Written by guest blogger – Michael Rich, Safety Services Company

Packing your own lunch is not only an economical solution to soothing midday hunger pains, but can prove a more nutritious and tasty option.

However, before shoving your favorite goodies into a brown paper sack it is important to learn how to pack safely to prevent food borne illnesses.

Packing
Packed lunches are often kept at room temperature for 4-6 hours, which can lead to the growth of harmful bacteria.

Harmful bacteria prefer certain type of food, especially those high in protein and moisture, such as meat, fish, poultry, eggs and milk. These types of food are designated as potentially hazardous.

If you want to include these types of foods in your packed lunch it is important to keep them cold, below 45 F, or hot, above 140 F.

Keeping Cold

The best way to keep your food cold is to place it in the refrigerator immediately after reaching school. Unfortunately most schools don’t allow students to use the refrigerator.

To work around this draw back here are a few things you can do to keep food is to freeze it the night before so it slowly thaws and is ready to eat by lunch time.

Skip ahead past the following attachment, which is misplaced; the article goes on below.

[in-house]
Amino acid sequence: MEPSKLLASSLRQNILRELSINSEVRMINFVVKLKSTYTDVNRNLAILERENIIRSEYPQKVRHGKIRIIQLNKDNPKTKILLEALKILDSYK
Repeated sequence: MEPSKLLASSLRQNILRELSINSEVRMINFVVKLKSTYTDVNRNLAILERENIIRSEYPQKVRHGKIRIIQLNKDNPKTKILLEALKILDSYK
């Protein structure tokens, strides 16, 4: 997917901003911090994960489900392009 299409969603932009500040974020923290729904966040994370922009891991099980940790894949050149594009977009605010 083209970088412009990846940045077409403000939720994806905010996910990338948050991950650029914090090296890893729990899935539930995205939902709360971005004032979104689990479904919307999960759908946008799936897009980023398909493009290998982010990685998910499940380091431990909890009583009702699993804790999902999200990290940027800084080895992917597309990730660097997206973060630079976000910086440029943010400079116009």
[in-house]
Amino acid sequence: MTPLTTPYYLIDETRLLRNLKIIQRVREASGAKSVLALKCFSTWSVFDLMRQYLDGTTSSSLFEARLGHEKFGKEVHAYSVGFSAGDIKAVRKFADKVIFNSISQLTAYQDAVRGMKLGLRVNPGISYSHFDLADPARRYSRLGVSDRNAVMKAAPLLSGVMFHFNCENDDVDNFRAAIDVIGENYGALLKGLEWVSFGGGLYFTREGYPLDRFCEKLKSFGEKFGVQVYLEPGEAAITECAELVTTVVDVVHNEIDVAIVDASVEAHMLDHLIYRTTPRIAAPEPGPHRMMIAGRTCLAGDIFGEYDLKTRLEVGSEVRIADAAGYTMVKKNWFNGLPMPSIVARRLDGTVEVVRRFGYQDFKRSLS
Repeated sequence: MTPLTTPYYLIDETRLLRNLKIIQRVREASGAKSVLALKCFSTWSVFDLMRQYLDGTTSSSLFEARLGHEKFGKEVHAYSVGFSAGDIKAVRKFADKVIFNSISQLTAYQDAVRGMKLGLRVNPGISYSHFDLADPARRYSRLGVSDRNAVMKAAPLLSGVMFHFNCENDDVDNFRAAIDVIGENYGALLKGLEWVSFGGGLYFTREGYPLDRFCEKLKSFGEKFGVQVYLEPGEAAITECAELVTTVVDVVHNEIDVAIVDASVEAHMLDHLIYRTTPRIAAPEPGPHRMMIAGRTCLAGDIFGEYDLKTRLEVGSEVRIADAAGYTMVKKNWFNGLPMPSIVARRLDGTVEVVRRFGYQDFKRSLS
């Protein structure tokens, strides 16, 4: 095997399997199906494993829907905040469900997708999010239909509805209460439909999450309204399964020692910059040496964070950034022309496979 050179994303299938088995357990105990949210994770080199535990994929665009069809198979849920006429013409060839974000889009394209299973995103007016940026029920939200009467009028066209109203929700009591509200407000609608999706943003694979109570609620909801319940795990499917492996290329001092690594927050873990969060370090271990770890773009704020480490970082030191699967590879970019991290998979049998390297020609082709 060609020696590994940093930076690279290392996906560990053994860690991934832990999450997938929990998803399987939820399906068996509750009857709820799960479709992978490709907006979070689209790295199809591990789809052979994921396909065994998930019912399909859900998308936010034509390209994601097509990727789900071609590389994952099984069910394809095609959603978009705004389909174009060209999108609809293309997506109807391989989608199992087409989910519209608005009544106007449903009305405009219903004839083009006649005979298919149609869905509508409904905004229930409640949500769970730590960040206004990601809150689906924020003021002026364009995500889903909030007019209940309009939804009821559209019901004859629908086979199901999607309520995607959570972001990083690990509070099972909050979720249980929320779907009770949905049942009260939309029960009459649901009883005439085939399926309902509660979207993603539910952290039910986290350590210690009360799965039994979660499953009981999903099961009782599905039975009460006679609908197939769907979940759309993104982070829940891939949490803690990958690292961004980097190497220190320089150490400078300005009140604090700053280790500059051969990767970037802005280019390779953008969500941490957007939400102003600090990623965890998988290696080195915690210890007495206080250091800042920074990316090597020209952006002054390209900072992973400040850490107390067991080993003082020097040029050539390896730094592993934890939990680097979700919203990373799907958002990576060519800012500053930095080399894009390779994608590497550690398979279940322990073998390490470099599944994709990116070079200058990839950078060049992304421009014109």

Most sandwiches freeze well if they are frozen in plastic bags designed for freezing. In addition to freezing the sandwich you can freeze drinks or desert items. Also you can put ice packs in your bag or use an insulated lunch bag.
These frozen items will help keep temperatures of other items in the bag down. If you want to bring milk or another cold drink, put an empty cold thermo in the freezer the night before and fill it before leaving to school.
Don’t try to freeze veggies or fruit though.

Staying Hot

The safest way to maintain hot foods such as stews, soups, or chili is to use a hot holding thermos. Check to make sure that the thermos has a tight seal and does not leak. Some thermoses are made specifically for hot or cold foods, but not for both. Check the thermos instructions for more information.

Soups should come to a rolling boil before being placed in the thermos. This should be done just before the child leaves for school. The steam should still be visible when the container is opened. Rinsing the thermos first with boiling water will keep the soup even warmer.
No Worry Items
While many items in the lunch bag are tasty treats to bacteria, the little critters do not like to devour foods that are high in acid or low in moisture. Foods that can safely be left at room temperature for 4-6 hours include:

– nuts and peanut butter
– bread, cookies, crackers, and cake
– jam, honey, syrup, and candy
– butter, margarine, and cooking oil
– dry cereals
– powdered milk (until reconstituted)
– raw, cooked, or dry fruit
– raw vegetables
– pickles, relishes, mustard, and ketchup
– dry or hard cheeses
– yogurt
– dried sausages, such as salami, pepperoni, and jerky
– canned foods (until opened)
– fruit pies